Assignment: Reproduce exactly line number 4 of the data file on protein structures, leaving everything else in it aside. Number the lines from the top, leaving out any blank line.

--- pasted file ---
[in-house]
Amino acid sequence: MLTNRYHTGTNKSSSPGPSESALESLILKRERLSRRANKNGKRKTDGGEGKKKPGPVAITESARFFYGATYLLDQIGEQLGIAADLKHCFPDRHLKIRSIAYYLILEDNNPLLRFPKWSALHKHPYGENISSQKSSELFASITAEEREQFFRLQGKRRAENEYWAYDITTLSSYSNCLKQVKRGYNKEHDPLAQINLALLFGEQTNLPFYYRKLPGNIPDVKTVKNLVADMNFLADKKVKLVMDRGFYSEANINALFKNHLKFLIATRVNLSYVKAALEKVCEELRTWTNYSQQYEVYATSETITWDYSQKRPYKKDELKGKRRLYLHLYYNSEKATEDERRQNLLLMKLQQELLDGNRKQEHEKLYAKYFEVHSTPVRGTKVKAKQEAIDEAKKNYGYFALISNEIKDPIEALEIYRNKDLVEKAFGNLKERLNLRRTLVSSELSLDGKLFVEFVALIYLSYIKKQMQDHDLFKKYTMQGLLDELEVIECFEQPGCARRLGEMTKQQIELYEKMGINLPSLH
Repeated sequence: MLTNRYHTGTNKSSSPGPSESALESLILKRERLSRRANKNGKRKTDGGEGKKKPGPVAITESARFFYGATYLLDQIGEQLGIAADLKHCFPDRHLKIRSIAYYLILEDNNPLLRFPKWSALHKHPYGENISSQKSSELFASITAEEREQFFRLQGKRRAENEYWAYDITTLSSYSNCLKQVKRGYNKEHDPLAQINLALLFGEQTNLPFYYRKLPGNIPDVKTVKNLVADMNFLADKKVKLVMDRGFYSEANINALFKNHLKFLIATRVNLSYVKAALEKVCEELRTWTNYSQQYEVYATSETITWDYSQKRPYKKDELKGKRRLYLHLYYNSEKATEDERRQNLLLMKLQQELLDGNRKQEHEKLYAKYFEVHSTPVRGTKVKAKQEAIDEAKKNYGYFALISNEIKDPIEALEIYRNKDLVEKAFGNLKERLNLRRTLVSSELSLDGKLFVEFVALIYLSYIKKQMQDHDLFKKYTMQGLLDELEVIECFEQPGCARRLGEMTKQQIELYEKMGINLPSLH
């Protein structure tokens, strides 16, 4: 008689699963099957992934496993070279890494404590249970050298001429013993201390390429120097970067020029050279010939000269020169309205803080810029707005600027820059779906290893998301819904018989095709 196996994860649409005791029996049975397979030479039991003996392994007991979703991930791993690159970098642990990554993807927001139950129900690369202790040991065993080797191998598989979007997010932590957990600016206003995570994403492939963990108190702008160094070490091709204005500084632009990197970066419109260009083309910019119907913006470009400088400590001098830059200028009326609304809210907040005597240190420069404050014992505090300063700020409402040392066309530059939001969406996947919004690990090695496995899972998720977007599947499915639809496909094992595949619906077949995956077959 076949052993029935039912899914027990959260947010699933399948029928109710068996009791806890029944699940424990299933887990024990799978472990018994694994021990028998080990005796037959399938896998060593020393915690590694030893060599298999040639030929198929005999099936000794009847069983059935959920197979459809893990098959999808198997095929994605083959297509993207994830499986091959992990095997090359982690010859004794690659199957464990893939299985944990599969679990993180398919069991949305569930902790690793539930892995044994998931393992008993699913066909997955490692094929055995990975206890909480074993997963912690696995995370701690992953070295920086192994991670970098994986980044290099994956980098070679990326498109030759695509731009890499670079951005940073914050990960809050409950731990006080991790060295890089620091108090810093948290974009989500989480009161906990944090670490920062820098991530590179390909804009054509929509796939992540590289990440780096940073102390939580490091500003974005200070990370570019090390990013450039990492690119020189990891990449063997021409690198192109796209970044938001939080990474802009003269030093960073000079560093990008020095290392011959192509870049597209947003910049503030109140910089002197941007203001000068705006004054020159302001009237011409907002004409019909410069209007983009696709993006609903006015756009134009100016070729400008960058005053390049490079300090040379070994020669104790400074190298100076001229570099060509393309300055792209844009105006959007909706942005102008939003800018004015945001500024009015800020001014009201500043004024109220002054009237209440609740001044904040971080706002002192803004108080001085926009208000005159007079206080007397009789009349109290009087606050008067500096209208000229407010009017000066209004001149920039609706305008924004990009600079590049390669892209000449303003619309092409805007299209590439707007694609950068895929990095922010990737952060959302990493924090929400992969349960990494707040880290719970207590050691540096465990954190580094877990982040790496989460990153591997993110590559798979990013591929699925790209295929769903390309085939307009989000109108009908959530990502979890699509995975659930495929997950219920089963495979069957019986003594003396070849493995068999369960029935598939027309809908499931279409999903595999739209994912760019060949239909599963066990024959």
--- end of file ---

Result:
């Protein structure tokens, strides 16, 4: 008689699963099957992934496993070279890494404590249970050298001429013993201390390429120097970067020029050279010939000269020169309205803080810029707005600027820059779906290893998301819904018989095709 196996994860649409005791029996049975397979030479039991003996392994007991979703991930791993690159970098642990990554993807927001139950129900690369202790040991065993080797191998598989979007997010932590957990600016206003995570994403492939963990108190702008160094070490091709204005500084632009990197970066419109260009083309910019119907913006470009400088400590001098830059200028009326609304809210907040005597240190420069404050014992505090300063700020409402040392066309530059939001969406996947919004690990090695496995899972998720977007599947499915639809496909094992595949619906077949995956077959 076949052993029935039912899914027990959260947010699933399948029928109710068996009791806890029944699940424990299933887990024990799978472990018994694994021990028998080990005796037959399938896998060593020393915690590694030893060599298999040639030929198929005999099936000794009847069983059935959920197979459809893990098959999808198997095929994605083959297509993207994830499986091959992990095997090359982690010859004794690659199957464990893939299985944990599969679990993180398919069991949305569930902790690793539930892995044994998931393992008993699913066909997955490692094929055995990975206890909480074993997963912690696995995370701690992953070295920086192994991670970098994986980044290099994956980098070679990326498109030759695509731009890499670079951005940073914050990960809050409950731990006080991790060295890089620091108090810093948290974009989500989480009161906990944090670490920062820098991530590179390909804009054509929509796939992540590289990440780096940073102390939580490091500003974005200070990370570019090390990013450039990492690119020189990891990449063997021409690198192109796209970044938001939080990474802009003269030093960073000079560093990008020095290392011959192509870049597209947003910049503030109140910089002197941007203001000068705006004054020159302001009237011409907002004409019909410069209007983009696709993006609903006015756009134009100016070729400008960058005053390049490079300090040379070994020669104790400074190298100076001229570099060509393309300055792209844009105006959007909706942005102008939003800018004015945001500024009015800020001014009201500043004024109220002054009237209440609740001044904040971080706002002192803004108080001085926009208000005159007079206080007397009789009349109290009087606050008067500096209208000229407010009017000066209004001149920039609706305008924004990009600079590049390669892209000449303003619309092409805007299209590439707007694609950068895929990095922010990737952060959302990493924090929400992969349960990494707040880290719970207590050691540096465990954190580094877990982040790496989460990153591997993110590559798979990013591929699925790209295929769903390309085939307009989000109108009908959530990502979890699509995975659930495929997950219920089963495979069957019986003594003396070849493995068999369960029935598939027309809908499931279409999903595999739209994912760019060949239909599963066990024959």